Curiosity Is Over: What Was Its Overall Impact On Gaming?
With the recent completion of 22 Cans’ Curiosity “experiment”, it’s tough to look at it as just another game. It’s the type of game that makes a person contemplate what is required to be a game. It was a good look at how simple an app can be and still pull in over a hundred thousand users a day.
But does it have a deeper impact on the study of game design? If we look into users feelings about the app, we find an overarching theme of performance and a desire to better their ability. While the tools may not have been a big draw to people, the block streak feature allowed people to build streaks that reached into the tens of thousands of blocks. (Having played it myself on my Android, I was never able to get past about 300)
Users of Curiosity
Users found themselves vying to gain a better and better streak, with no concern for what was inside the cube. The curiosity was enough to get them started, but the repetitive and relaxing breaking system found people of many sorts spending hours of their lives tearing up the cube, layer by layer. Some went for massive streaks, some just cleared row by row, others advertised, and still others found themselves drawing pictures, or modifying other users’ designs. In a CVG interview, 22 Cans owner and legendary game designer Peter Molyneux said that he was amazed by a group of Italians that took it upon themselves to turn all of the penis drawings into palm trees. Shows you the range of people that took part in such a game.
So with all of this taken into account, what does it mean for games and gaming? Are we likely to see any more small, basic, psychologically stimulating titles in the near future? The market for this type of game is open again, and with the relative popularity of this simple title, what are the odds of seeing another?
The social game has become more of a norm than even some triple-A titles. I hear more about Candy Crush Saga every day than I do about Bioshock. While this doesn’t necessarily represent the overall gaming market, viral, pay-to-win, free games are starting to grow even faster, thanks in no small part to King.com. It is one of the most recent big names in the social, pay to win market, similar to what 22 Cans did with Curiosity.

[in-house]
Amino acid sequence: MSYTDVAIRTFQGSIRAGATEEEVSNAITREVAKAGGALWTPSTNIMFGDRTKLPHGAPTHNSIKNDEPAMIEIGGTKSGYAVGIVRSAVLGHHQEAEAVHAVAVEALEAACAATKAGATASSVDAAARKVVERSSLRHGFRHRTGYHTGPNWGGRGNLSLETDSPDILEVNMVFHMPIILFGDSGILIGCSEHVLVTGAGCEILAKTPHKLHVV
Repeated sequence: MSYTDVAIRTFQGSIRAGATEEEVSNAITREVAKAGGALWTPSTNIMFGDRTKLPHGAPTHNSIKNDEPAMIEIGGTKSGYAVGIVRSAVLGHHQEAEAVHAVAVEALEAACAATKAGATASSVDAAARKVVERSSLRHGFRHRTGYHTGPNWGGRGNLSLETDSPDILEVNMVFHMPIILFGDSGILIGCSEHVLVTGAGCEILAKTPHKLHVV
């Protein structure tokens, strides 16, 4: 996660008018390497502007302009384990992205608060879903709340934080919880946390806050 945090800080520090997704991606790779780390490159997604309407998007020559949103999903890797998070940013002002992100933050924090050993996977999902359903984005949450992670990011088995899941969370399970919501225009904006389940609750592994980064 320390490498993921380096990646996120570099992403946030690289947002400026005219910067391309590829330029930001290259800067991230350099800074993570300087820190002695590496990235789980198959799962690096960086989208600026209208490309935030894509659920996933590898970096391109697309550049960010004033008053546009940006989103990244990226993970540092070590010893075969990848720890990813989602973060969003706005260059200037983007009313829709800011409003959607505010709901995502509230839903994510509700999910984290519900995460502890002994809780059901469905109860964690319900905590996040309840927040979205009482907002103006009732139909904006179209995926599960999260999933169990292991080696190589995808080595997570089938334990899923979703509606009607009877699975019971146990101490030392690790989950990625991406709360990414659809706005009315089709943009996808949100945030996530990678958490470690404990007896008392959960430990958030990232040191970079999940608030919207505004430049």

While millions will likely play and not pay anything, it is human nature to desire to do better, and if a player has the means and the desire, they may decided to improve their skills by dishing out a little money. The upgrades can become addictive, and people keep buying them. This gives companies the opportunity to earn much more from a single customer than a single license to a game might.
This is nothing new though. Companies like Zynga and PopCap have been doing it for years. Farmville. Enough said.
The advertising that a fun, free game may get from word of mouth alone can spread the game to these paying customers. Even the non-paying customers may provide a source of income though. Popular games receive advertising dollars from better and better agencies to run their ads on the sides of the screen. While web browsers now have a means of blocking these, mobile devices aren’t yet likely to have this type of software.
Are we going to see major titles fall from grace? Not likely, but the trend toward more and more mobile devices, that are less and less powerful than the higher end computers, could cause a market gap. The mobile and social games are likely to stick around because they give cheap thrills but little depth. Games like the upcoming Elder Scrolls Online, however, make me personally feel comfortable that not every gaming company is going the route of small, story deprived, pay-to-win games. Story is still a selling point.